Policies and Tactics of Oligopolistic Co-Ordination

  • Alberto Clô
Chapter

Abstract

In the historical development of the oil industry, we can usefully distinguish a take-off phase—roughlybetween 1859, the year oil was first discovered at Titusville (Pennsylvania), and the end of the nineteenth century — which was a phenomenon almost unique to the United States, and marginal even in the context of the energy resources of that country. Until 1900, kerosene was the main product, followed by lubricating oils, naphtha and oils for medical purposes. Demand for gasoline was to become significant only later. Even so, this first phase is extremely important for many reasons.

Keywords

Middle East Vertical Integration Cartel Agreement Depletion Allowance Base Point System 
These keywords were added by machine and not by the authors. This process is experimental and the keywords may be updated as the learning algorithm improves.

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Notes

  1. 1.
    Through the Petroleum Concessions Ltd. it controlled, IPC in 1944 had areas of around 300,000 km2 outside Iraq.Google Scholar
  2. 2.
    obtained an exclusive license until the area was absorbed into the Red Line Agreement in 1936. In actual fact, BP and Shell were not interested in developing greater production in the Persian Gulf, because of the consequences that this would have had on production in Iran; this explains why the first productive well was only completed in 1939 (Longrigg, 1968).Google Scholar
  3. 3.
    Such as the Memorandum for European Markets (1930), the Heads of Agreement for Distribution (1932), and the Draft Memorandum of Principles (1934).Google Scholar
  4. 4.
    Frankel wrote: “In the United States, the production of crude oil has never been able to be placed fully under control, and even on the world market, latent competition represented a constant threat for the majors. (…) Aware that their policies of price stabilisation were subject to destabilising interference from their less powerful competitors, the majors preferred to come to an agreement with them. It is obvious in fact that the market leaders will first try to crush a competitor, and then, when for some reason the other loses, they will accept him rapidly. with all the honours, as a sort of junior partner”.Google Scholar
  5. 5.
    Kahn and De Chazeau have shown that a company with a “degree of integration” of 77% or more in crude oil production was able to increase its own profits by increasing the price of crude oil, even if this increase was not in any way transferred on to prices further downstream. The losses that the refining/sales branches would bear were more than compensated for, thanks to the rules of taxation, by the earnings of the branches of production/sales of crude oil.Google Scholar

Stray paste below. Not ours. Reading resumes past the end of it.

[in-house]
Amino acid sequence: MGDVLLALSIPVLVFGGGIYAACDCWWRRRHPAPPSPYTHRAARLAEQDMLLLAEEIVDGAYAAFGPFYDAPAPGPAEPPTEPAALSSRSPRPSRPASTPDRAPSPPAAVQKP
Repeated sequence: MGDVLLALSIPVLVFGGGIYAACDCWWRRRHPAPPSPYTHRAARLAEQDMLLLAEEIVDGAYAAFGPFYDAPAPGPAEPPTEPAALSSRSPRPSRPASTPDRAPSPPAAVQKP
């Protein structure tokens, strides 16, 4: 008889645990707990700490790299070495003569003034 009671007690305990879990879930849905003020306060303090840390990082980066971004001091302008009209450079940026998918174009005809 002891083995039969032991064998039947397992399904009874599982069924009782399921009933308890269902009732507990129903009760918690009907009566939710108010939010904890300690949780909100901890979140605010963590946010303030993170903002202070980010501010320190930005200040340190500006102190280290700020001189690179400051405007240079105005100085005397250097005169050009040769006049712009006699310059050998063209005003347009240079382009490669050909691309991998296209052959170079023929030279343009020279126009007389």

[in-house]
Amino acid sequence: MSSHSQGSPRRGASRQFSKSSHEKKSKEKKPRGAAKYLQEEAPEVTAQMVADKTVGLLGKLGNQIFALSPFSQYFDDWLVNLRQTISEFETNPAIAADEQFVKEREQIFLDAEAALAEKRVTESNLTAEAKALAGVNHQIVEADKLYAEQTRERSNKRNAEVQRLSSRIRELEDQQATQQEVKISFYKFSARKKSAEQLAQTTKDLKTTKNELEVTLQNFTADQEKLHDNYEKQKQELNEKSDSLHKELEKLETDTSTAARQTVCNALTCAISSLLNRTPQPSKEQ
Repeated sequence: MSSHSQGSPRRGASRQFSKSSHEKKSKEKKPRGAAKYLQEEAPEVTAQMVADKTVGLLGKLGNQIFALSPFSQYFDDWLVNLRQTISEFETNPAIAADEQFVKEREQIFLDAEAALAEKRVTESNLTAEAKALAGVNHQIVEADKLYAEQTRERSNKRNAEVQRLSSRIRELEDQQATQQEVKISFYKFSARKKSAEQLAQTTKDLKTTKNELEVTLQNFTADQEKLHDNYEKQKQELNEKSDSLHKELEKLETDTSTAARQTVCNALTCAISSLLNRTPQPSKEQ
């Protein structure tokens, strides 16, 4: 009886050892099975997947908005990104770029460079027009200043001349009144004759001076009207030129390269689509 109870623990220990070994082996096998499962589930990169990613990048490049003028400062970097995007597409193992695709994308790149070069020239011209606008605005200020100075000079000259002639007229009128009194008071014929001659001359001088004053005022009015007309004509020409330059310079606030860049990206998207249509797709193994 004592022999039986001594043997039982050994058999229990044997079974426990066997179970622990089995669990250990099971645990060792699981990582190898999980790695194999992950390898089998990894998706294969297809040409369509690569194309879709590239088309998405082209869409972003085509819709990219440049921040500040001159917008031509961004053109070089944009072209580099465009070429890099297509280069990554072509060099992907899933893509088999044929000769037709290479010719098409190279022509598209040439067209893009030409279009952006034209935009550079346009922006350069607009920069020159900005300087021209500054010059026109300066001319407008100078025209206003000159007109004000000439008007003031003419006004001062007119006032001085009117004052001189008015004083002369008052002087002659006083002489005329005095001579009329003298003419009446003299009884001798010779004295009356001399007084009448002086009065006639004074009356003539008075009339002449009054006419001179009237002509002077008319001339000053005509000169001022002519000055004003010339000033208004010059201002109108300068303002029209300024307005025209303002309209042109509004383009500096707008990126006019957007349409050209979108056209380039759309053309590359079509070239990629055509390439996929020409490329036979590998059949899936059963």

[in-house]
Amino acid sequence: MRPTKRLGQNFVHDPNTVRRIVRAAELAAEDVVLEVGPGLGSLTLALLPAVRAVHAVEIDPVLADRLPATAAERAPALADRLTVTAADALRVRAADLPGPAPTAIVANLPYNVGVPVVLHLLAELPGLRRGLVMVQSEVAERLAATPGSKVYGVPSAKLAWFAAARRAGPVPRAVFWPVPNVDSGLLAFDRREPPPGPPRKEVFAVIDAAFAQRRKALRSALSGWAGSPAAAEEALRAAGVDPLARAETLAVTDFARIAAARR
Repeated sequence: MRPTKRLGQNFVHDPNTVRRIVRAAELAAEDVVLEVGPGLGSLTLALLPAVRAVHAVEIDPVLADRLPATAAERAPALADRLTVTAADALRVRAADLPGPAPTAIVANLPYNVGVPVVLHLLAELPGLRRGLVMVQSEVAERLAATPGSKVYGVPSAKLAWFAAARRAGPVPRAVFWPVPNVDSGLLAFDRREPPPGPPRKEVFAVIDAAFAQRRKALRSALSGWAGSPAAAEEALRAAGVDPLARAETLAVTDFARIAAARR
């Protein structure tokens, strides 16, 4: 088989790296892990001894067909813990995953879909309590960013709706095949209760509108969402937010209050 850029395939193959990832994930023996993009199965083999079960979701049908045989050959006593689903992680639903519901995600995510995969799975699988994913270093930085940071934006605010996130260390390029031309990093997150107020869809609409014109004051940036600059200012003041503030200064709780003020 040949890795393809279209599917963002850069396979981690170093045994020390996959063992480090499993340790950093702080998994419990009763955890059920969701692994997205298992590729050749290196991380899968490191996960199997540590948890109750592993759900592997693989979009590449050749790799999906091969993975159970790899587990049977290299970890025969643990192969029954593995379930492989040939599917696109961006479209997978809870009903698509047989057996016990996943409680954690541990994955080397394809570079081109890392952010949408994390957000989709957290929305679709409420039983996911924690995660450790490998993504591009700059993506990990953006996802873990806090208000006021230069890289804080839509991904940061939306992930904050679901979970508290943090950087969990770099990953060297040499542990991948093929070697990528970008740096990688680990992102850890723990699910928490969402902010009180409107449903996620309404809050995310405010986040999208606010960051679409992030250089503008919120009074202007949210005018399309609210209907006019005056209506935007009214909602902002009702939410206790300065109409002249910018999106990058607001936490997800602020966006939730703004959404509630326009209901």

6. 6.
    Since in the voluntary program there was no limit on semi-manufactured oil and on refined products, the importers restricted themselves to substituting crude oil with the latter, and the overall imports continued to rise.Google Scholar
  7. 7.
    The mandatory program foresaw an overall ceiling to the importation of crude oil and oil products of 9% of the expected demand. The way round this by importing semi-manufactured products was eliminated with the rule that no company could import more than 10% of its quota in the form of semi-manufactured products. The “9% of demand” formula, devised in this way, allowed imports to increase more rapidly than domestic production; so from 1963 the program was altered, and the import ceiling was from that time calculated on the basis of domestic production and not on demand.Google Scholar
  8. 8.
    Estimated by Adelman, at the beginning of the Seventies, to be around four billion dollars a year.Google Scholar
  9. 9.
    The company could deduct 27.5% of the value of production up to the maximum limit of 50% of the net profit.Google Scholar
  10. 10.
    Intangible costs are those that do not have a recoverable value; labour, energy, transport, etc.Google Scholar
  11. 11.
    It was only with the Tax Reduction Act of 1975 that US Congress set out to reduce a little the long series of tax privileges the oil companies had enjoyed. 57 years after its introduction, the depletion allowance was abolished for the larger companies, and limits were introduced also for the smaller companies, while the depletion rate was gradually reduced to 15%. At the same time other measures were adopted to stop the intangible drilling expenses incurred abroad from compensating, for taxation purposes, for the revenue produced at home. Finally, the foreign tax credit was reduced slightly.Google Scholar
  12. 12.
    In working out the profit sharing agreements with the governments of the producer countries at the start of the Fifties, the companies did not actually have much choice. In order to give the governments a share of the profits, the hypothetical alternatives were some form of royalty payment per barrel, some form of profit sharing, or a combination of the two. The simple payment of a royalty, however, would no longer satisfy the governments, who would have always compared their revenues with the overall profits of the companies. A profit sharing system was therefore chosen, in the form of a tax on revenues paid to the producer countries by the companies, because this system allowed the American companies to benefit from substantial tax relief.Google Scholar

Copyright information

© Springer Science+Business Media New York 2000

Authors and Affiliations

  • Alberto Clô
    • 1
  1. 1.Bologna UniversityItaly

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